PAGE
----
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The iconic G-Class silhouette shrouds a wholesale update that now makes the mighty and capable G63 a proper super SUV

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There’s a new electric G-Class and the ICE versions, including this bombastic Mercedes-AMG 63, have been hybridised. 

Has Graz gone woke? Are pigs soaring over fields with Beezlebub ice skating beneath them?

The short answer is no. The AMG has the mildest of mild hybrids (A 48v integrated starter generator) and reassuringly, it is still an ostentatious, in your face display of wealth, and opulence and a massive signal to the proletariat that you are better than them because you can afford to ignore tedious objectives such as price, interior space or mpg.

As such, its rivals are hard to pinpoint. The Range Rover has a similar heritage, the Land Rover Defender V8 has the same off-roading ability and badass V8 soundtrack. While the Ineos Grenadier is similar in ethos, but is a bit more of a workhorse.

Then there are performance SUVs, such as the Porsche Cayenne and Aston Martin DBX 707.



mercedes amg g63 review 2024 02 side panning

The car’s exterior styling has been widely acclaimed a shining example of how to perfectly update a look that depends so squarely on the design cachet of historical authenticity, which flows from both outline and detail alike. 

The exposed door hinges, oversized door handles, ‘bug-eye’ indicators and exposed spare wheel all look like they belong entirely; and yet the tight panel fit and more integrated look of the bumpers and wheel arches speak of a designed-in build quality unknown to the car previously.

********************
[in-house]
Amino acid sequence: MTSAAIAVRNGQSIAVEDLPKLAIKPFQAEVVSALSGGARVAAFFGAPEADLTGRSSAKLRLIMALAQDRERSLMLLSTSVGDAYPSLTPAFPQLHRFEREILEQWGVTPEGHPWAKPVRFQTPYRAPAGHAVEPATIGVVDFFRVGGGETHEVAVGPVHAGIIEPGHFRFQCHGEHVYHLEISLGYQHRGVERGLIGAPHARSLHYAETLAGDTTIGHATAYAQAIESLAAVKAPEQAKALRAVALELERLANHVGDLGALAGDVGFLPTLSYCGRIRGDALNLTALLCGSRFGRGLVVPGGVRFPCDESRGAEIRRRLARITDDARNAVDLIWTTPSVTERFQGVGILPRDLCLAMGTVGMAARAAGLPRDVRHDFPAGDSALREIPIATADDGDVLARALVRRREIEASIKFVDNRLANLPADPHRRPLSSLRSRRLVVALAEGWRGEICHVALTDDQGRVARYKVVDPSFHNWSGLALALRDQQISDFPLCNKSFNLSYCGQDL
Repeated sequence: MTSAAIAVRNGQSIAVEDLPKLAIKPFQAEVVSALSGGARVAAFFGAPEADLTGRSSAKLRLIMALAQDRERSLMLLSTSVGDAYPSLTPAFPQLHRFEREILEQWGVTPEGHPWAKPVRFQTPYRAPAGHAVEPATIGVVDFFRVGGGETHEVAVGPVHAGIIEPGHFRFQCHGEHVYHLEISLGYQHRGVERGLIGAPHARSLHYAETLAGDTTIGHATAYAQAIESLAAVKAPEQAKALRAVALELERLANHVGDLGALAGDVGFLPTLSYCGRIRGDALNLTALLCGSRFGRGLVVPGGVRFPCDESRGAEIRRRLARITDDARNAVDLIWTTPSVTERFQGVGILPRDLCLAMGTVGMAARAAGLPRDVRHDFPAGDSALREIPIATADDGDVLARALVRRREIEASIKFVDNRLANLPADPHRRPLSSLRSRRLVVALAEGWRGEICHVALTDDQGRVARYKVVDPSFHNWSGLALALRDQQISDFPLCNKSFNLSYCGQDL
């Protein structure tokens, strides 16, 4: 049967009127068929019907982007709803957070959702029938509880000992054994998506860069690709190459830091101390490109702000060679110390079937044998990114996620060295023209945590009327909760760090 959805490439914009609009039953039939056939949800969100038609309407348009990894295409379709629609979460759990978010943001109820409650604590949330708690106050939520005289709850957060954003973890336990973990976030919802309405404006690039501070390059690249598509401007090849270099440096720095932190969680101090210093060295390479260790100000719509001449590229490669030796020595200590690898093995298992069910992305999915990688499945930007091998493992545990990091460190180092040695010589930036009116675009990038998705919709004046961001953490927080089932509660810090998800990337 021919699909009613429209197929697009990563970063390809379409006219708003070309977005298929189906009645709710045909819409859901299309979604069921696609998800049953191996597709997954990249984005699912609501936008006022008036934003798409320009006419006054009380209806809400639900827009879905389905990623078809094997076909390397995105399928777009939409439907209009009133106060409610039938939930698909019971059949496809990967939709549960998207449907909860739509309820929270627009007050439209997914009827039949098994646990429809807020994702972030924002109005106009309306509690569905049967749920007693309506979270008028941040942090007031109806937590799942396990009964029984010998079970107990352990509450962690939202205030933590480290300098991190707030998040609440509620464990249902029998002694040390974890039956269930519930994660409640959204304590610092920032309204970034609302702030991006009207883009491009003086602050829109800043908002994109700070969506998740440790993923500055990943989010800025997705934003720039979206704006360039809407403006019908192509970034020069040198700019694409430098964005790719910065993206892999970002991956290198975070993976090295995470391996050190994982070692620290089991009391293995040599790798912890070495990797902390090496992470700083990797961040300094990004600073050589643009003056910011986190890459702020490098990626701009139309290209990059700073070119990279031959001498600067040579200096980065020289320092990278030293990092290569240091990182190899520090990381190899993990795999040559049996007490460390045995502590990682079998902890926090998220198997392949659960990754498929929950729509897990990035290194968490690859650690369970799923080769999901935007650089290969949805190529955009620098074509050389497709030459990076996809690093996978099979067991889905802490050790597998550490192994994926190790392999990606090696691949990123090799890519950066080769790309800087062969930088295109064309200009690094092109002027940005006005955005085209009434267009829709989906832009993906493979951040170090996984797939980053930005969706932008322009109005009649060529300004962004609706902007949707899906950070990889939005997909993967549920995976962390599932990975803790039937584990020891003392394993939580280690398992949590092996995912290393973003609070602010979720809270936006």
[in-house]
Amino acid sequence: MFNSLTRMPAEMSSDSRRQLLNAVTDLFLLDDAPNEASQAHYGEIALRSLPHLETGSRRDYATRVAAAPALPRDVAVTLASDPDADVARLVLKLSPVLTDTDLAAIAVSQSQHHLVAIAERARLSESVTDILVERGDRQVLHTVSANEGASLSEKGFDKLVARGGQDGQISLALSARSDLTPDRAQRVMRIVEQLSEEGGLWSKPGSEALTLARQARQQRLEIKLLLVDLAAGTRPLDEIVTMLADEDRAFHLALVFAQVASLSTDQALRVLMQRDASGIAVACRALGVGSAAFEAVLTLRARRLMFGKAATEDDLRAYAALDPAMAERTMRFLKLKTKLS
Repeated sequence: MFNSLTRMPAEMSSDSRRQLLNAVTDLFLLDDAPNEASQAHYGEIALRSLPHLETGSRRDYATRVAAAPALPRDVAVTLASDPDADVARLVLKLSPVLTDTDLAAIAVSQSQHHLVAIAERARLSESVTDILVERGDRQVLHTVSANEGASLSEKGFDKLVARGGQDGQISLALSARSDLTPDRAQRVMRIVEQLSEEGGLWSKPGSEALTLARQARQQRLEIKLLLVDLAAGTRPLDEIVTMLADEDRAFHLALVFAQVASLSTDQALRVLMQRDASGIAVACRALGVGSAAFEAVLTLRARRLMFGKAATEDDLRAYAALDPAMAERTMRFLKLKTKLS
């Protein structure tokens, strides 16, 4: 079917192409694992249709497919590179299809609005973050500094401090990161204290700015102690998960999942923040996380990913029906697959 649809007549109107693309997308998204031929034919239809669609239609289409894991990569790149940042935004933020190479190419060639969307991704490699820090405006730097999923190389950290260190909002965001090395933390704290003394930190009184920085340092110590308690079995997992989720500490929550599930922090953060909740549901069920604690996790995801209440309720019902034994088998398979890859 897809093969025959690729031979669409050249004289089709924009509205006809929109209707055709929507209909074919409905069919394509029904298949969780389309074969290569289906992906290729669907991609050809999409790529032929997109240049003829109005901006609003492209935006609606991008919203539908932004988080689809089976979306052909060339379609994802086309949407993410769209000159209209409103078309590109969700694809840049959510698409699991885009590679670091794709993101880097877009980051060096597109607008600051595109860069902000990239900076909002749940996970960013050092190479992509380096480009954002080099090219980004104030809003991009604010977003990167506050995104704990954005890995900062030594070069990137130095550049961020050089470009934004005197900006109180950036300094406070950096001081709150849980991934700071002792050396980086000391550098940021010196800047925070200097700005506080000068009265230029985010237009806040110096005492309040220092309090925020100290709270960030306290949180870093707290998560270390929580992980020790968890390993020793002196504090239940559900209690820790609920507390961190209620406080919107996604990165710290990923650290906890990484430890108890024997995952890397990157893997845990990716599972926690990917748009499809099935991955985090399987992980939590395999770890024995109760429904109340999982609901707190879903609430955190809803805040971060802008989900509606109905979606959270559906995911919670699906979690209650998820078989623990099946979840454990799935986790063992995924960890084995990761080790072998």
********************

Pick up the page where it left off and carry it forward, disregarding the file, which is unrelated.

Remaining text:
This latest model has largely the same suite of updates as the regular Mercedes G-Class. Which means a few nips and tucks to keep it feeling fresh, as well as a new lip to the A-pillar to aid drag coefficient.

It remains almost entirely hand-built, with 100 man hours of assembly and finishing going into each example.

Like a traditional off-roader, it has a body-on-frame construction with a ladder frame chassis underneath.


mercedes amg g63 review 2024 09 interior

There’s a climb up to get inside of any G-Class, even for tall people. It’s not what you’d call claustrophobic, but considering the size there’s not an awful lot of elbow room. The view out is imperious and you can see for miles.

It’s the same for the rear. Leg room is much better in more traditional SUVs. The boot is tall and short,  so you usually have to stack your possessions if you’re going away for a weekend.

Inside the G63 gains Merc’s latest MBUX infotainment. Which means twin 12.3-inch screens and, a first for the G, 3 adaptive cruise. 

It retains physical heating controls, though, while also gaining keyless entry. It’s all pretty intuitive and you don’t end up spending much time looking away from the road.


mercedes amg g63 review 2024 18 engine

AMG’s twin-turbocharged 4.0-litre petrol V8 with a 48V starter generator that produces 21bhp and 184lb ft, puts total output at 603bhp and 627lb ft. 

Top speed is 137mph, though it is a 0-62mph of 4.3sec that widens the eyes. The engine operates through a Mercedes 9G-Tronic torque-converter transmission with quite outstanding aural pomposity, and while not quite as serrated as the 5.5-litre M157 unit, its more hulking tone matches the old boy for sheer volume.

Cruise anywhere remotely near a parallel structure and there’s no doubt the exhausts exit to the sides, and so for all its new-found sophistication, this is still a machine those of a retiring disposition will tire of quickly.